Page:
It is hard to believe that this month marks the one-year anniversary of our oldest son’s Bar Mitzvah. The memories of this wonderful simcha are fresh in our minds. But as proud of Harrison as we were that weekend, what has made us the most proud is how involved in Jewish life he has remained, by doing things like regularly attending Shabbat services, being a Madrich (religious school teaching assistant), attending 8th grade pre-confirmation class, enjoying youth group events, playing on the JCC OC baseball team at the Maccabi games this summer, and joining Teens Love Caring, a Jewish teen service organization. He, along with most of his friends from temple, viewed their B’nai Mitzvah as the beginning of their immersion into Jewish studies and activities, rather than the culmination. Unfortunately, however, not everyone remains as involved, and many Jewish teens we know and respect have chosen to reduce their Jewish involvement. While I am not judging the priorities of these families, as people need to make the decisions that work for them, it does cause us to question what our Jewish community can do to keep these teens engaged, committed, and involved.
Noticing this attrition in our own community prompted me to do some research and I learned that the “post Bar/Bat Mitzvah exodus,” as it is referred to, is a common problem across the country and is one that has become a primary focus of Jewish educators and clergy. Studies conducted by the Cohen Center for Modern Jewish Studies at Brandeis University in the early 2000s found that participation in Jewish programs dropped from 86 percent of kids attending in 7th grade to only 72 percent in 8th and 9th grades and to only 56 percent by 12th grade. Moreover, a study of just the Reform movement found that 50 percent of Jewish teenagers stop participating in Jewish programs after 7th grade, and, shockingly, by the end of high school, only about 15 percent of teens are still involved in a significant Jewish way.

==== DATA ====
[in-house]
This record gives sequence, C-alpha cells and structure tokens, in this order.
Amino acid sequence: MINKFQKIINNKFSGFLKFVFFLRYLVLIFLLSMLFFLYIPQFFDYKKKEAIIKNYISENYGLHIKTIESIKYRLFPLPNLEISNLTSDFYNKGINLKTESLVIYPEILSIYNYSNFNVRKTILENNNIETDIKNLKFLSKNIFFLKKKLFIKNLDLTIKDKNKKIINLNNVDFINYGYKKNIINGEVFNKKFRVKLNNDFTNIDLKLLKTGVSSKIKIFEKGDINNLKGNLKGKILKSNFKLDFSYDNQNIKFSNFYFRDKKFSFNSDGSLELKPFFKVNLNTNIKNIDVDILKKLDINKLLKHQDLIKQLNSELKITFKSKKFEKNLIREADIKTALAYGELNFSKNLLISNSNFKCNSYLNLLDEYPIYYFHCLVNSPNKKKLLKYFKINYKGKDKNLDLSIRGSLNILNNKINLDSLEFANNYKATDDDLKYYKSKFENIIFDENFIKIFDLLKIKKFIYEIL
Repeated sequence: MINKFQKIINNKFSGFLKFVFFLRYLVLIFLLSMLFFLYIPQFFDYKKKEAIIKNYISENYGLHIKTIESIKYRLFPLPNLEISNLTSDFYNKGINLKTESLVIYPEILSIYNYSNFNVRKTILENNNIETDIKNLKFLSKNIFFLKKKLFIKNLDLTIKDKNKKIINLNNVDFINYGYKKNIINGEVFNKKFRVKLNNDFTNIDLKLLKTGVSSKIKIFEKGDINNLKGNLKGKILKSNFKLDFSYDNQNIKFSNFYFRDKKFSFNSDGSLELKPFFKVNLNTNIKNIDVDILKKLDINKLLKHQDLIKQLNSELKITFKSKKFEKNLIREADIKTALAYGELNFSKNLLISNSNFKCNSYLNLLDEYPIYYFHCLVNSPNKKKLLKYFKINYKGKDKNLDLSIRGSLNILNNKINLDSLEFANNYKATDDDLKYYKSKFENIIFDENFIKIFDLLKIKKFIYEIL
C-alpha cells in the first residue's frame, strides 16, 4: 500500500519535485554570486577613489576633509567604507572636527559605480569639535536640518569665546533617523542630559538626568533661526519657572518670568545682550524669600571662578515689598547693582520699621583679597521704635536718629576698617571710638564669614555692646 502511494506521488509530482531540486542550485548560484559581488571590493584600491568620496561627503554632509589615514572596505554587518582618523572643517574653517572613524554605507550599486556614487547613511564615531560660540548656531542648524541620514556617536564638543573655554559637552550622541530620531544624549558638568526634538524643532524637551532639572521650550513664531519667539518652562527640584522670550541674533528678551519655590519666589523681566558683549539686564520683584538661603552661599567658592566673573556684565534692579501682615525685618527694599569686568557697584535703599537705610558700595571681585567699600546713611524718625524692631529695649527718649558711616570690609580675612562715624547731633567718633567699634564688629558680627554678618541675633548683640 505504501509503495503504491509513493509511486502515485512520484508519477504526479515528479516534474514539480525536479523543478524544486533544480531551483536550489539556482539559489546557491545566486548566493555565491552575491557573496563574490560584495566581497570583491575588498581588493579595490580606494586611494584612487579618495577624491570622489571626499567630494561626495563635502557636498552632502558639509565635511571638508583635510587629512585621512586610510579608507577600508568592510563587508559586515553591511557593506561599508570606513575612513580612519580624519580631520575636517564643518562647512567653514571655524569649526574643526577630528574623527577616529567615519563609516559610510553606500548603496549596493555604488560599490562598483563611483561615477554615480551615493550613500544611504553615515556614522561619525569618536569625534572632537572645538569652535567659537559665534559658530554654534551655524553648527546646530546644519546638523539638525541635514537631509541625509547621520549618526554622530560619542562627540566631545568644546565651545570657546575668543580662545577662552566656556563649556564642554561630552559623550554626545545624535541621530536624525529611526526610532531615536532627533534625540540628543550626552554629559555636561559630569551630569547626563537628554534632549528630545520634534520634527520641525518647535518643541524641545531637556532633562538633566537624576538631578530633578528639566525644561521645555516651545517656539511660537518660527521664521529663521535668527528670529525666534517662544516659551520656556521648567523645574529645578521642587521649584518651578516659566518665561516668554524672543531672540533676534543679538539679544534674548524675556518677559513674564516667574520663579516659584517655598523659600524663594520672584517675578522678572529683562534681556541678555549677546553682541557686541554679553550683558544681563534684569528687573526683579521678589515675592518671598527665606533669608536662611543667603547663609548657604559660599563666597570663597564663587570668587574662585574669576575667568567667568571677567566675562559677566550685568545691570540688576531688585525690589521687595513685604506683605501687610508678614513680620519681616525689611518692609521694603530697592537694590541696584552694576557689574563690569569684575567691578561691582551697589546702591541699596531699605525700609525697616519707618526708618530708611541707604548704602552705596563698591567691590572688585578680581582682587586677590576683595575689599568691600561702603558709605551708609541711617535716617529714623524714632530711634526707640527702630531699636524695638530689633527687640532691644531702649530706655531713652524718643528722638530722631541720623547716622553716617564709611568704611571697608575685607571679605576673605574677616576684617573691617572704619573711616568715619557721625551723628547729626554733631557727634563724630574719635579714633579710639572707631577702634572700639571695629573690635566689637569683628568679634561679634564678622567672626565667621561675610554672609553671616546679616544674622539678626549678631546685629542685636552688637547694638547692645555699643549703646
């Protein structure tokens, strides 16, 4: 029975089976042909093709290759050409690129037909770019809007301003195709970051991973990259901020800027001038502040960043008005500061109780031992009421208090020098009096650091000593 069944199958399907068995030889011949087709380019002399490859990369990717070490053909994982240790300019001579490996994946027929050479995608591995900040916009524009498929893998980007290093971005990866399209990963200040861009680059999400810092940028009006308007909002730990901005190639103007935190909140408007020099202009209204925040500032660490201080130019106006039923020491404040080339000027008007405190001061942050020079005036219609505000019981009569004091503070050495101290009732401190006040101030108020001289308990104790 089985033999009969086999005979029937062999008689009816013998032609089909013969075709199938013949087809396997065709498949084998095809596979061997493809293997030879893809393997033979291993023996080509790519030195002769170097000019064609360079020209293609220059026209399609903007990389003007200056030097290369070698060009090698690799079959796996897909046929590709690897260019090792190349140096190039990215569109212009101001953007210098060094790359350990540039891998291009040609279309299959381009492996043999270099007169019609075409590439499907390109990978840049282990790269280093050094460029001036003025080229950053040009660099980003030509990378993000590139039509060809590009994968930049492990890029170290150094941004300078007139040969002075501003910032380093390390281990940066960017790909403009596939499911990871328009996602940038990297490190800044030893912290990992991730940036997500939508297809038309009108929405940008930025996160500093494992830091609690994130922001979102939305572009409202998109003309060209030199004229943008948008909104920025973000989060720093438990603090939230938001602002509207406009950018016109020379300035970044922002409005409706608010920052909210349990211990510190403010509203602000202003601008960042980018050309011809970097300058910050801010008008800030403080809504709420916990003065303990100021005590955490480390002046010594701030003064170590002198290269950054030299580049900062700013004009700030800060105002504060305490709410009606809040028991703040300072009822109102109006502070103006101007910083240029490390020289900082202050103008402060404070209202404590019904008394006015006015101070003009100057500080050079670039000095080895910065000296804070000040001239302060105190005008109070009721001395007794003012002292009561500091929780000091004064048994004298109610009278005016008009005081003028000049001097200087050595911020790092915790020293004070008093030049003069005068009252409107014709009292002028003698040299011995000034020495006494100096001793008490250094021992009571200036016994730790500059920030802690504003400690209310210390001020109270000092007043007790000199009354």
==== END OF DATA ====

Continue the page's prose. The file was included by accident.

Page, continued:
Why is this the case? There are several factors that seem to contribute to the decline of involvement. First, there are so many demands placed upon a teenager’s time. High school brings increased time devoted to studies and homework, and many teens become involved in clubs and organizations, in addition to continuing with or increasing time spent in extracurricular activities such as sports. A second contributor could be social. By the time these kids reach the teen years, they often prefer to attend football games and other social events, rather than come to Shabbat services and temple events. Teenagers tend to plan their own social lives, rather than their parents signing them up for things like synagogue youth groups and classes. A final factor that seems to play a crucial role is parental influence. So many parents had unfulfilling experiences when they were younger that, while they feel the Bar or Bat Mitzvah is an obligation, once that obligation is fulfilled, they feel they are released from any responsibility for further Jewish education or involvement.